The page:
Microbicide Trials Network

Questions & Answers

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HPTN 059: A multi-center clinical trial evaluating the safety and acceptability of the candidate microbicide tenofovir topical gel

 

1.  What was the aim of HTPN 059?

HPTN-059 aimed to assess the safety and acceptability of an antiretroviral (ARV)-based microbicide called tenofovir topical gel used either daily or before each act of sex over a six-month period in 200 sexually active HIV-negative women.  HPTN-059 also sought to determine how prolonged gel use affects vaginal flora, the vagina’s naturally protective population of microorganisms, and whether the activity of certain immune system molecules can be a useful measure for assessing the safety of microbicides.

  

2.  What is a microbicide?

Microbicides are substances that are designed to reduce or prevent the sexual transmission of HIV or other sexually transmitted infections when applied topically to the vagina. A microbicide can be formulated in many ways, such as a gel or cream. Some microbicides are also being developed for rectal use.  Several microbicide products are being tested in clinical trials, although none is yet approved or available for use by women.

  

3.  Who conducted the trial?

HPTN 059 was conducted by a team of leading Indian and American researchers working in the Microbicide Trials Network (MTN), a clinical trials network established in 2006 by the National Institute of Allergy and Infectious Diseases (NIAID) with co-funding from the National Institute of Child Health and Human Development and the National Institute of Mental Health, all components of the U.S. National Institutes of Health (NIH). Prior to the establishment of the MTN, the study was led by the NIAID-funded HIV Prevention Trials Network (HPTN), from which the study gets its name. HPTN 059 was led by Sharon Hillier, Ph.D., of the University of Pittsburgh School of Medicine, who also is MTN principal investigator.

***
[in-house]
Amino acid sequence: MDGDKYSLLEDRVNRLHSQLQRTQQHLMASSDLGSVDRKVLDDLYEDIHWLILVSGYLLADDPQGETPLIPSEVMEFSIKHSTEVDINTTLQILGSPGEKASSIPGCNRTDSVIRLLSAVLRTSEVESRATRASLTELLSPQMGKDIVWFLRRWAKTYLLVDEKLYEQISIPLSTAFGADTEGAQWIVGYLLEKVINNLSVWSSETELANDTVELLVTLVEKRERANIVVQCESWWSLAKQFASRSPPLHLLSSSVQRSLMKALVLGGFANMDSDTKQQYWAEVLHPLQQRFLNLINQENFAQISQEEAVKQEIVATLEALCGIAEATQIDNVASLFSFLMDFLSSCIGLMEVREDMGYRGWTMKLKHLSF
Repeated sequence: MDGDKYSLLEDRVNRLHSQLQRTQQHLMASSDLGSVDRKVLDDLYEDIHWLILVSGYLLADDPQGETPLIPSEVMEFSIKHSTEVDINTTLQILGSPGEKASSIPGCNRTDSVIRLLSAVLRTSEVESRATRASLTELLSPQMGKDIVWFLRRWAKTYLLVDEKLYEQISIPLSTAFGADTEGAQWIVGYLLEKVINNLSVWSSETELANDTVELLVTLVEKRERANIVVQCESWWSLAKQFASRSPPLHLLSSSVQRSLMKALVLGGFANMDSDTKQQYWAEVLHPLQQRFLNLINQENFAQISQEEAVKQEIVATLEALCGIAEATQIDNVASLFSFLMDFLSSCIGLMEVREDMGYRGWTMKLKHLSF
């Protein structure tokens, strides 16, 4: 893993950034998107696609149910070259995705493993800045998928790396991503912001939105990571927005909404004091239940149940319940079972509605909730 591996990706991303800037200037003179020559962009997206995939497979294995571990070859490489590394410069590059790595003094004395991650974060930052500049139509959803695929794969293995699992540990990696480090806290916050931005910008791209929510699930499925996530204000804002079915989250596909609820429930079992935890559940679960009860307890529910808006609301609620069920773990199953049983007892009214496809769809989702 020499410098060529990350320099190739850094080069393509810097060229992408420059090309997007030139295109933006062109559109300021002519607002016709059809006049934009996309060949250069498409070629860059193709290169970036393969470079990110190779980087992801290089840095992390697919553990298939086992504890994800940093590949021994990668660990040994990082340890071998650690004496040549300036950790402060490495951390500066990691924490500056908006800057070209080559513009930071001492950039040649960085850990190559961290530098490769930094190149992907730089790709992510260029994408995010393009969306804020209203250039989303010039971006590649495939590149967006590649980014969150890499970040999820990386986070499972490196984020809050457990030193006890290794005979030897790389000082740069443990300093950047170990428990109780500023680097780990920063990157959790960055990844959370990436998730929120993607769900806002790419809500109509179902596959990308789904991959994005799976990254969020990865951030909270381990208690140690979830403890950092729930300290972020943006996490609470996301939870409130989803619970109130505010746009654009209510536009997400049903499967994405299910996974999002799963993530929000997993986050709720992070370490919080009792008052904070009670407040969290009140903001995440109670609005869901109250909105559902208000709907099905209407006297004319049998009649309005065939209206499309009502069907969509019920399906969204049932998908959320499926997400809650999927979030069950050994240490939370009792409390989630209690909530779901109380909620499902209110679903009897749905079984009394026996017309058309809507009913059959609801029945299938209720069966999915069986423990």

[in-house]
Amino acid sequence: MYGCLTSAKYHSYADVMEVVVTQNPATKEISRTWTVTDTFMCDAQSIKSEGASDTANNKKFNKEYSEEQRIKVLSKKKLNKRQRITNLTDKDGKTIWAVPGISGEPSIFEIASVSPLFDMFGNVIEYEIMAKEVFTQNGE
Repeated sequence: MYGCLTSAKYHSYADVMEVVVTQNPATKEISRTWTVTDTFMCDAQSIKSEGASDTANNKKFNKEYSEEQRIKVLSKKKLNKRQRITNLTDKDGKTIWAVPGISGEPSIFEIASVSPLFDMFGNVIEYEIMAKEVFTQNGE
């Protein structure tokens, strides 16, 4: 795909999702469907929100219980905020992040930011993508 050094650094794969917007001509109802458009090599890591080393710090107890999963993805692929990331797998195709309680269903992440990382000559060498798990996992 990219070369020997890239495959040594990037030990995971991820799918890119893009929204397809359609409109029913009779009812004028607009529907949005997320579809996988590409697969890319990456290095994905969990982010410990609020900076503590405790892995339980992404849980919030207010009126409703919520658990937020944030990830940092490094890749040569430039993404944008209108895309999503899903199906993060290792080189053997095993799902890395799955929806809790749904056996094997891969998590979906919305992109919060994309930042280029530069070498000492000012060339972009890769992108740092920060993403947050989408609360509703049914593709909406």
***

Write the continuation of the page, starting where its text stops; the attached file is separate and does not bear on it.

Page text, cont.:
4.  Who supported the trial?

HPTN 059 was funded by the Division of AIDS, National Institute of Allergy and Infectious Diseases, part of NIH. Tenofovir gel was provided free of charge by its manufacturer, Gilead Sciences, Inc., of Foster City, California. (In December 2006, Gilead granted intellectual property rights for tenofovir topical gel to the International Partnership for Microbicides of Silver Spring, Maryland, and CONRAD, of Arlington, Virginia.  Under the licensing agreement, Gilead continued supplying the gel to ongoing clinical studies.)

  

5.  Where did the trial take place?

HPTN 059 was conducted at three sites: the National AIDS Research Institute in Pune, India; and at two sites in the United States, the University of Alabama at Birmingham in Birmingham, Alabama, and, the Bronx-Lebanon Hospital Center, Bronx, New York.

  

6.  What candidate microbicide was studied?

HPTN 059 researchers evaluated the candidate microbicide tenofovir topical gel. Its active ingredient belongs to a class of anti-retroviral drugs called nucleotide reverse transcriptase inhibitors, which act against HIV by targeting a key enzyme the virus needs to copy itself before taking over a host cell. In its oral form, tenofovir disoproxil fumarate, known by the brand name Viread, is approved as a treatment for HIV infection in combination with other medications. The topical gel form of tenofovir was not developed as treatment for HIV but as an approach to prevent the sexual transmission of HIV. Both the oral and topical formulations of tenofovir were developed by Gilead Sciences, Inc., of Foster City, California, which assigned a royalty-free license for the topical gel to the International Partnership for Microbicides of Silver Spring, Maryland, and CONRAD, of Arlington, Virginia, in December 2006. 

 

Laboratory and nonclinical studies have demonstrated that tenofovir gel acts on the specific cells of the vagina and cervix that are primary targets for HIV infection. In addition, researchers who conducted a Phase I safety study of the gel (called HPTN 050) found it was well tolerated by both HIV-negative and HIV-positive women who applied it up to two times a day for two weeks. Results of these and other studies suggested that tenofovir topical gel could be considered in a larger, expanded safety and acceptability trial, such as HPTN 059.